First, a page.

All of which follows in the Yankees’ “game plan” for Sanchez, because minus the “spanking” given by Cashman, Gary Sanchez is still on the Yankees roster, and Boone will have him scheduled to be the Yankee’s Opening Day Catcher.

Gary Sanchez Winter Ball 2020 (Pinstripe Alley)
Gary Sanchez Winter Ball 2020 (Pinstripe Alley)

Yankees fans, including this one, have no choice but to remain in the Sanchez camp in the same way Boone does. But soon, the emperor will appear with no clothes once the season begins, and once again, performance will rule the day.

Sanchez spent the better part of the offseason playing winter ball in the Dominican Republic, his home country. Results are mixed, and he’s now in Tampa, close to the Yankees Spring Training complex.

Gary Sanchez Chomping At The Bit…But

MLB has already announced a delay in the formal start of Spring Training for all teams; the hope is that all players will have an opportunity to receive the vaccine ASAP.

In all probability, this is the worst news Gary Sanchez can receive, as more time equals more stress between now and the time when he gets on the field to “show” he’s made the climb and ready to resume his all but aborted rookie 2016 season.

The more the 2021 season is delayed, and there will likely be more COVID-related delays, the worse it gets for a player like Sanchez or any player looking to prove themselves amidst recent failure.

Of interest, though, is the Yankees’ adherence to having both an offensive and defensive-minded player as their catcher. At least, that’s the hope Gary Sanchez can fulfill.

Though Girardi helped the Yankees win a Championship without a potent bat, and Jorge Posada provided pedestrian coverage behind the plate with occasional and clutched power, is the gamble on Gary Sanchez made on faith or logic?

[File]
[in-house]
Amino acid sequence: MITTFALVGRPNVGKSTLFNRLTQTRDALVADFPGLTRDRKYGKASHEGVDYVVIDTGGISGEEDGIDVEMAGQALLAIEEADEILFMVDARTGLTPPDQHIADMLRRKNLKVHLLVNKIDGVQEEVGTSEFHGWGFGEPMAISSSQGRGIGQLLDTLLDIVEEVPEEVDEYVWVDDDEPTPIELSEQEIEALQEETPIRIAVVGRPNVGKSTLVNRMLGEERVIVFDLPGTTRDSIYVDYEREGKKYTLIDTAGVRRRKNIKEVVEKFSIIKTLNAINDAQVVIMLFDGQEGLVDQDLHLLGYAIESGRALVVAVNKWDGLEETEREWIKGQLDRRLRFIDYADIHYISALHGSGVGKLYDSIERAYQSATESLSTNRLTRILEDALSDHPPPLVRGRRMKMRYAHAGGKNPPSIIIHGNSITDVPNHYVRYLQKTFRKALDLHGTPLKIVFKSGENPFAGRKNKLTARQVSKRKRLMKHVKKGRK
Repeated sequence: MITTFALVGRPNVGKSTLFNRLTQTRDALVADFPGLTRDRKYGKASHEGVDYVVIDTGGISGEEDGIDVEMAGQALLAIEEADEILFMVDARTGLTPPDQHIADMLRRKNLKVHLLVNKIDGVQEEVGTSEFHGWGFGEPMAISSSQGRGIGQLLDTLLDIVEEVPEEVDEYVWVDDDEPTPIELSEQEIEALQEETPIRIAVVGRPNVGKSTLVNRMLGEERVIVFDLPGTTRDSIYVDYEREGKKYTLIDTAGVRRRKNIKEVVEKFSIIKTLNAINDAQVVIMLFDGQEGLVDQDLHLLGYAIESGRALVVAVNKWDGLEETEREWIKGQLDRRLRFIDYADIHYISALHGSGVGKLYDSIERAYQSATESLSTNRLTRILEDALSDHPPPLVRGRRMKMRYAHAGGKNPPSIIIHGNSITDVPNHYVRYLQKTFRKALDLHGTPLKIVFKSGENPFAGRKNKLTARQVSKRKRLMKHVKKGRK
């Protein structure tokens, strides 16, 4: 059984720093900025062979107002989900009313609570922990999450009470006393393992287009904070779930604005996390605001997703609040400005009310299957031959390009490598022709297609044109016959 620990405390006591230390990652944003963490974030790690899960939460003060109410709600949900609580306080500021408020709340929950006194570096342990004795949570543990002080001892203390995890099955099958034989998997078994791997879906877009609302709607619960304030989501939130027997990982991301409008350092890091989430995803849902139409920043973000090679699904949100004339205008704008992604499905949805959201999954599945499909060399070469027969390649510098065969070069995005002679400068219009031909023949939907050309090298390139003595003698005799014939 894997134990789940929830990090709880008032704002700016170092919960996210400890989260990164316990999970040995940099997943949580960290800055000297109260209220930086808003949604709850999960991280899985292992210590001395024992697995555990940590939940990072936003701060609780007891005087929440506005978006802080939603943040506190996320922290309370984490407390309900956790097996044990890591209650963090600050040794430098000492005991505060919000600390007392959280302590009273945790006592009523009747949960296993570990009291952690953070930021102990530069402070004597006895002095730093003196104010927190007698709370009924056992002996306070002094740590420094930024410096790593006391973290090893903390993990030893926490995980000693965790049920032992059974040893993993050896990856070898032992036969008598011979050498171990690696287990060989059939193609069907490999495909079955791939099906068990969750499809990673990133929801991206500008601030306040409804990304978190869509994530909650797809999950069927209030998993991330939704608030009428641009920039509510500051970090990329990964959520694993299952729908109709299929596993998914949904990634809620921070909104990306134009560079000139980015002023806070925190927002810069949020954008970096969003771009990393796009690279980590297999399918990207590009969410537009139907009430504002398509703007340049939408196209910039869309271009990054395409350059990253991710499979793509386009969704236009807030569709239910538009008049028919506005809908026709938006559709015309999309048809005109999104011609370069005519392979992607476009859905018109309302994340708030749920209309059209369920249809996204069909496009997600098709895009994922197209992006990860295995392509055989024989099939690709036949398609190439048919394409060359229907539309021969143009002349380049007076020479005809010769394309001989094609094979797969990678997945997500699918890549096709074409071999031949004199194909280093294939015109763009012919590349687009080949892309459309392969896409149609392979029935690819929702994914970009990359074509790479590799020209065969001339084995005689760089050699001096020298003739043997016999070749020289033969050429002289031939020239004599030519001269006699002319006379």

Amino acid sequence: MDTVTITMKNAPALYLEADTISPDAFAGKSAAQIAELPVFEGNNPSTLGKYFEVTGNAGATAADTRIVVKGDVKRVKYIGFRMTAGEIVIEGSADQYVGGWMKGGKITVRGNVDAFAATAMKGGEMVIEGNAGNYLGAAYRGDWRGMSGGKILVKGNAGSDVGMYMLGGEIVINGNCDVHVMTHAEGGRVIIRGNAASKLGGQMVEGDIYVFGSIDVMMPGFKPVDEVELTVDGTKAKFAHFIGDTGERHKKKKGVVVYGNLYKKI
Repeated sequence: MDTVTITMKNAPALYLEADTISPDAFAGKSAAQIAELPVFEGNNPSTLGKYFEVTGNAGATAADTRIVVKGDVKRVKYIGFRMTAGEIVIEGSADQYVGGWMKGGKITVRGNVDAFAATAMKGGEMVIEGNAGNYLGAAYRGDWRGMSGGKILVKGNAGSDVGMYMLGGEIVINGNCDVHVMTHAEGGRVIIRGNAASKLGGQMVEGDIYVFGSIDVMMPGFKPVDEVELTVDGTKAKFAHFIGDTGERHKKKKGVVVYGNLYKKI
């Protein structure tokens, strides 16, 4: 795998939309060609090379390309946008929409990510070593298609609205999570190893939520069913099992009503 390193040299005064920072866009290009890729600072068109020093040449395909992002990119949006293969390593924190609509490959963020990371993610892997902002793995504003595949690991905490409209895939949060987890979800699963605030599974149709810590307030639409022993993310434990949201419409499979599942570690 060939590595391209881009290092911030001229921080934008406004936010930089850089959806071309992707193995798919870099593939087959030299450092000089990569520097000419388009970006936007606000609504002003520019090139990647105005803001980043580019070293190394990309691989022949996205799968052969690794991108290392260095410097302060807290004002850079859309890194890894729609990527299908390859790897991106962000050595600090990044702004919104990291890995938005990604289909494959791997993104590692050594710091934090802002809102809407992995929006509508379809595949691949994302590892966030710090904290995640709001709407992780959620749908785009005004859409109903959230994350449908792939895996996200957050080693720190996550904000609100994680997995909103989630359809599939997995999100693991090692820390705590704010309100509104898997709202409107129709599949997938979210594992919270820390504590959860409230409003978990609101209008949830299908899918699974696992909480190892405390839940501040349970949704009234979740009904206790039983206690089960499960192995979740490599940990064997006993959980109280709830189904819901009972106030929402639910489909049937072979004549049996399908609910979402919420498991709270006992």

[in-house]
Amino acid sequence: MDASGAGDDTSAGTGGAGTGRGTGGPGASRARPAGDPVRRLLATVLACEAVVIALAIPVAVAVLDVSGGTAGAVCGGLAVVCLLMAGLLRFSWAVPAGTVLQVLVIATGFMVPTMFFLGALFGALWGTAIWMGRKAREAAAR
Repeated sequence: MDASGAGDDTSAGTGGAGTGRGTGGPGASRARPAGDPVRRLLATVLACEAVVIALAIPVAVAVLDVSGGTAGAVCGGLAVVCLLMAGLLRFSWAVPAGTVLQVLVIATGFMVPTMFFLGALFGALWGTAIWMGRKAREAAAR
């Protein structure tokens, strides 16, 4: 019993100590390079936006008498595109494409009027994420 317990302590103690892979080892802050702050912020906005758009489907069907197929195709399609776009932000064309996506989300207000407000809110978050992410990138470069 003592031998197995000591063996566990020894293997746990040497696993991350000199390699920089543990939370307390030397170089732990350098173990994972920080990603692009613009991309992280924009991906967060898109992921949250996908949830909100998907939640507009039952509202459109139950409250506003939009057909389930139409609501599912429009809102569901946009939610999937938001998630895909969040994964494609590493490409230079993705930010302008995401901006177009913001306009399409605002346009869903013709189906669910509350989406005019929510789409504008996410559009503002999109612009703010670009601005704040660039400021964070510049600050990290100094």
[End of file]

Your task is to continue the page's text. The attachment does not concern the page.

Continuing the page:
The jury is out, but the Gary Sanchez story remains the most enchanting and meaningful story as we look forward to the Yankees 2021 season.

On a Yankees team with plenty of offensive power and lineup production guaranteed (if healthy) to drive pitchers nuts, Sanchez can, if the Yankees permit, fly under the radar with another sub-standard season as a catcher in the major leagues.

Gary Sanchez: Soon, It Will Be “Showtime”

There will not be another word about Gary Sanchez from either Cashman or Boone from this point forward.

They’ve sent their smoke-signal message to Sanchez loud and clear. All that remains is not more “words” from either camp but numbers and performance on the Yankee’s favorite son’s field.

Gary Sanchez: Looking high for an answer (Sportscasting)
Gary Sanchez: Looking high for an answer (Sportscasting)

In one sense, Gary Sanchez is doomed as a person, though not necessarily a player, to rebound from a wayward major league career.

Trouble arises when a person (such as myself or anyone) attempts to get into the head of another person – albeit a useless and counterproductive exercise.

Nevertheless, when Aaron Boone feels it necessary to point out that Gary Sanchez is in “a really good frame of mind,” do we not need to take a measure of what he’s saying for what it is – as unusual, though not in this context?

With a dash of improved defense, let the bat from Gary Sanchez do all the talking henceforth. I’m as tired of this dance as you (probably) are…


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Author: stevecontursi

I am an amateur writer with a passion for baseball and all things Yankees and Mets.